Thursday, May 21, 2009

The C-Word

No, no, not that C-word. Although, for the record, I don't know what that C-word is, I just know that it's supposed to be offensive. And I prefer to remain blissfully ignorant, so please do not enlighten me.

I'm talking about the other dirty C-word: Censor.

Why is "censor" a dirty word, you ask? Well, it's one of those words that allows people to be outraged about something without truly knowing why they are outraged. They don't have to be educated about the issue at hand; they just have to throw this one little word around and they can rile up the masses and start hyperventilating their way to the ACLU. After all, this is America and we have a right to free speech here, so censorship equals bad and evil, right?

I bring this up because the band behind the most popular CD in the country at this moment, Green Day, is upset at Wal-Mart for wanting to censor their latest release.

"Wal-Mart's become the biggest retail outlet in the country, but they won't carry our record because they wanted us to censor it," whines Green Day frontman Billie Joe Armstrong. His cohort in dirty talk, guitarist Mike Dirnt adds: "As the biggest record store in the America, they should probably have an obligation to sell people the correct art."

Oh, should they now? Does Mr. Dirnt really believe that businesses should be forced to sell material they find objectionable? Because that doesn't sound very free-speech to me.

So let's check out Wal-Mart's policy on the matter of objectionable content in music. Wal-Mart spokeswoman Melissa O'Brien stated: "As with all music, it is up to the artist or label to decide if they want to market different variations of an album to sell, including a version that would remove a [Parental Advisory] rating. The label and artist in this case have decided not to do so, so we unfortunately can not offer the CD."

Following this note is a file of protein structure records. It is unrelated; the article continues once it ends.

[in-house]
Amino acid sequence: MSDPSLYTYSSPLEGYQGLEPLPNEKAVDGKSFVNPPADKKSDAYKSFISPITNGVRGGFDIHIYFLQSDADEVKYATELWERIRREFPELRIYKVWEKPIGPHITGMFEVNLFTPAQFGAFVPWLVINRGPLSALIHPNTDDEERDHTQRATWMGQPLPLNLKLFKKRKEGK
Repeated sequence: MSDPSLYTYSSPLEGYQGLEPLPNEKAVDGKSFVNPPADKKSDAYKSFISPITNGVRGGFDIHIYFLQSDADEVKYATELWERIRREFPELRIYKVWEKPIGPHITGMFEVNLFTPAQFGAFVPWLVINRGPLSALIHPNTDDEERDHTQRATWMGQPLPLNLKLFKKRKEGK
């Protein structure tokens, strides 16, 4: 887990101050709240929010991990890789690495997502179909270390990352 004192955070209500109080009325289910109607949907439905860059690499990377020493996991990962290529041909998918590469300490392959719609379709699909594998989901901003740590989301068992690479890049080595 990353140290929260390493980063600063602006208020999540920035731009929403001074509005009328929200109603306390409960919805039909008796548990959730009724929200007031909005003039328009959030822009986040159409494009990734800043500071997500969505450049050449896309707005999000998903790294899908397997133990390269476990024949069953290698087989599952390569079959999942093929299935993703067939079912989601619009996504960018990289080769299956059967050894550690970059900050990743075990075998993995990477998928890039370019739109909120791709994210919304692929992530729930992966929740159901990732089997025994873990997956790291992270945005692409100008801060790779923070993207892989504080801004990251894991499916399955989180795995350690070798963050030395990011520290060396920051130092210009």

It's nothing against Green Day in particular; Wal-Mart just doesn't want to sell CDs that are full of so-called "adult" material, but it will sell them if the record label agrees to remove the offending lines from the songs. This seems to me to be a reasonable policy for a company that wants to maintain a family-friendly image.

Artists, actors, songwriters and singers all get upset over someone messing with the "artistic integrity" of their products, a complaint that seems rather ridiculous. Surely a movie or a song is not the least bit enhanced by gratuitous use of the F-word. So why do they care so much if those F-words are removed?

For an industry that is all about money, you'd think they would be falling all over themselves to adhere to Wal-Mart's standards so they could increase their sales and expand their fan base. Instead they shoot themselves in the foot (and the wallet) by ignoring this easy-money opportunity.

Green Day can complain all they want, but no one is censoring them against their will. The fact is that Wal-Mart is a for-profit business and should be able to set its own rules about what it will and will not sell. If Green Day doesn't want to conform to those standards, that's fine, but they have to live with the consequences.

And that means selling their CDs somewhere else.


fiona said...

SO dumb. Just as they have the right to be as immature or dirty or offensive, or whatever, in their lyrics, a store has the right to decide what sort of goods it will sell. I don't think it's censoring to have certain standards and not accept anything lower. Get over it, Green Day.

Stephanie Black said...

Well said, Bonnie.

Sara said...

I had this same conversation with my intern yesterday - with the same conclusion. You are free to say what you want, I am free to not like it.

Same goes for Green Day - they are free to write the songs/lyrics they want, WalMart is free to say "no thank you."

Too bad common sense isn't actually common.